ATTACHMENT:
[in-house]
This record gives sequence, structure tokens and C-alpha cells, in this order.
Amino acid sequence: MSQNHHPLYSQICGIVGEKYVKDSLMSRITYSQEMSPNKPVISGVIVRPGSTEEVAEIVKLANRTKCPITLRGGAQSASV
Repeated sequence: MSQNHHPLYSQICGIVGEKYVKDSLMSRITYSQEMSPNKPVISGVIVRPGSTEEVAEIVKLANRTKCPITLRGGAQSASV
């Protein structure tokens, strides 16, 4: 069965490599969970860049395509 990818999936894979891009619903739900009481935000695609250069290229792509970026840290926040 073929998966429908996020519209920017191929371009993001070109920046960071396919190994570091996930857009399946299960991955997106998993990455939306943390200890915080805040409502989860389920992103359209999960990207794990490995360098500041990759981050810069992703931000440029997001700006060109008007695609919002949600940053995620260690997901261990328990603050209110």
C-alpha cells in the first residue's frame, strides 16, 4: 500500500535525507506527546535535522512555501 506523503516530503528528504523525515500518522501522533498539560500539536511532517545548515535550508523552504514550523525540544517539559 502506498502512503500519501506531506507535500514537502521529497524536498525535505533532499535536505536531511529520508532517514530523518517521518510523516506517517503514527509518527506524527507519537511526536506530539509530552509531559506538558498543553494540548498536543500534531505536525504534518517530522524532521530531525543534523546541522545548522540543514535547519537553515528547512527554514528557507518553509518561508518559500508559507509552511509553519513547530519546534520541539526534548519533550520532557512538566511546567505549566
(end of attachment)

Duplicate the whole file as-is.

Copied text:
[in-house]
This record gives sequence, structure tokens and C-alpha cells, in this order.
Amino acid sequence: MSQNHHPLYSQICGIVGEKYVKDSLMSRITYSQEMSPNKPVISGVIVRPGSTEEVAEIVKLANRTKCPITLRGGAQSASV
Repeated sequence: MSQNHHPLYSQICGIVGEKYVKDSLMSRITYSQEMSPNKPVISGVIVRPGSTEEVAEIVKLANRTKCPITLRGGAQSASV
């Protein structure tokens, strides 16, 4: 069965490599969970860049395509 990818999936894979891009619903739900009481935000695609250069290229792509970026840290926040 073929998966429908996020519209920017191929371009993001070109920046960071396919190994570091996930857009399946299960991955997106998993990455939306943390200890915080805040409502989860389920992103359209999960990207794990490995360098500041990759981050810069992703931000440029997001700006060109008007695609919002949600940053995620260690997901261990328990603050209110």
C-alpha cells in the first residue's frame, strides 16, 4: 500500500535525507506527546535535522512555501 506523503516530503528528504523525515500518522501522533498539560500539536511532517545548515535550508523552504514550523525540544517539559 502506498502512503500519501506531506507535500514537502521529497524536498525535505533532499535536505536531511529520508532517514530523518517521518510523516506517517503514527509518527506524527507519537511526536506530539509530552509531559506538558498543553494540548498536543500534531505536525504534518517530522524532521530531525543534523546541522545548522540543514535547519537553515528547512527554514528557507518553509518561508518559500508559507509552511509553519513547530519546534520541539526534548519533550520532557512538566511546567505549566